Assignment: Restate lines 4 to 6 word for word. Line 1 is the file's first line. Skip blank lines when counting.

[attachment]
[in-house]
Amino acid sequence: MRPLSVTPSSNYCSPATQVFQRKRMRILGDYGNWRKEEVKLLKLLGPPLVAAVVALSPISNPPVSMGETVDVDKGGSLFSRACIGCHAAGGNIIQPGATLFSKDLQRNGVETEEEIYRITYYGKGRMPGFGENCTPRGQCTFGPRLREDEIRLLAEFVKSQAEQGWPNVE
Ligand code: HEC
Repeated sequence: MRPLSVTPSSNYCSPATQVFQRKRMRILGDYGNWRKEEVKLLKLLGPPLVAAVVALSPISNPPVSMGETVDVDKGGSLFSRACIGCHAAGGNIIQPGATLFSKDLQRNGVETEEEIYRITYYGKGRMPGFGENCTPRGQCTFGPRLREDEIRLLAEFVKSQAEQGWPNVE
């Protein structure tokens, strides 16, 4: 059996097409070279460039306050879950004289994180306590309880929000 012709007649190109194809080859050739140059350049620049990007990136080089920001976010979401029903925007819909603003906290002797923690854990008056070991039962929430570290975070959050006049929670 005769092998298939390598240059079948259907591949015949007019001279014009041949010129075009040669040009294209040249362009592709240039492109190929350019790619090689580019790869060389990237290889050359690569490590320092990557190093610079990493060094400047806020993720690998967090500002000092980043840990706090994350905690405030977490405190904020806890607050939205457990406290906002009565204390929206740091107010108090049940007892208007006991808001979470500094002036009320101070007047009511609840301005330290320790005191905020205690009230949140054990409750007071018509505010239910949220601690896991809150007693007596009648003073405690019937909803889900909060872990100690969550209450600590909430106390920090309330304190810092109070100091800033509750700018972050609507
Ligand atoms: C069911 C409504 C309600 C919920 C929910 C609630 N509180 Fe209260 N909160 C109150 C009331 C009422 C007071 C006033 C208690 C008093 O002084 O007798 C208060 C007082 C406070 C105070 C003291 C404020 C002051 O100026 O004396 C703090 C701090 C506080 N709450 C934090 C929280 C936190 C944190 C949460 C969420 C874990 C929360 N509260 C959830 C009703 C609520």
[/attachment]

Repeated sequence: MRPLSVTPSSNYCSPATQVFQRKRMRILGDYGNWRKEEVKLLKLLGPPLVAAVVALSPISNPPVSMGETVDVDKGGSLFSRACIGCHAAGGNIIQPGATLFSKDLQRNGVETEEEIYRITYYGKGRMPGFGENCTPRGQCTFGPRLREDEIRLLAEFVKSQAEQGWPNVE
């Protein structure tokens, strides 16, 4: 059996097409070279460039306050879950004289994180306590309880929000 012709007649190109194809080859050739140059350049620049990007990136080089920001976010979401029903925007819909603003906290002797923690854990008056070991039962929430570290975070959050006049929670 005769092998298939390598240059079948259907591949015949007019001279014009041949010129075009040669040009294209040249362009592709240039492109190929350019790619090689580019790869060389990237290889050359690569490590320092990557190093610079990493060094400047806020993720690998967090500002000092980043840990706090994350905690405030977490405190904020806890607050939205457990406290906002009565204390929206740091107010108090049940007892208007006991808001979470500094002036009320101070007047009511609840301005330290320790005191905020205690009230949140054990409750007071018509505010239910949220601690896991809150007693007596009648003073405690019937909803889900909060872990100690969550209450600590909430106390920090309330304190810092109070100091800033509750700018972050609507
Ligand atoms: C069911 C409504 C309600 C919920 C929910 C609630 N509180 Fe209260 N909160 C109150 C009331 C009422 C007071 C006033 C208690 C008093 O002084 O007798 C208060 C007082 C406070 C105070 C003291 C404020 C002051 O100026 O004396 C703090 C701090 C506080 N709450 C934090 C929280 C936190 C944190 C949460 C969420 C874990 C929360 N509260 C959830 C009703 C609520």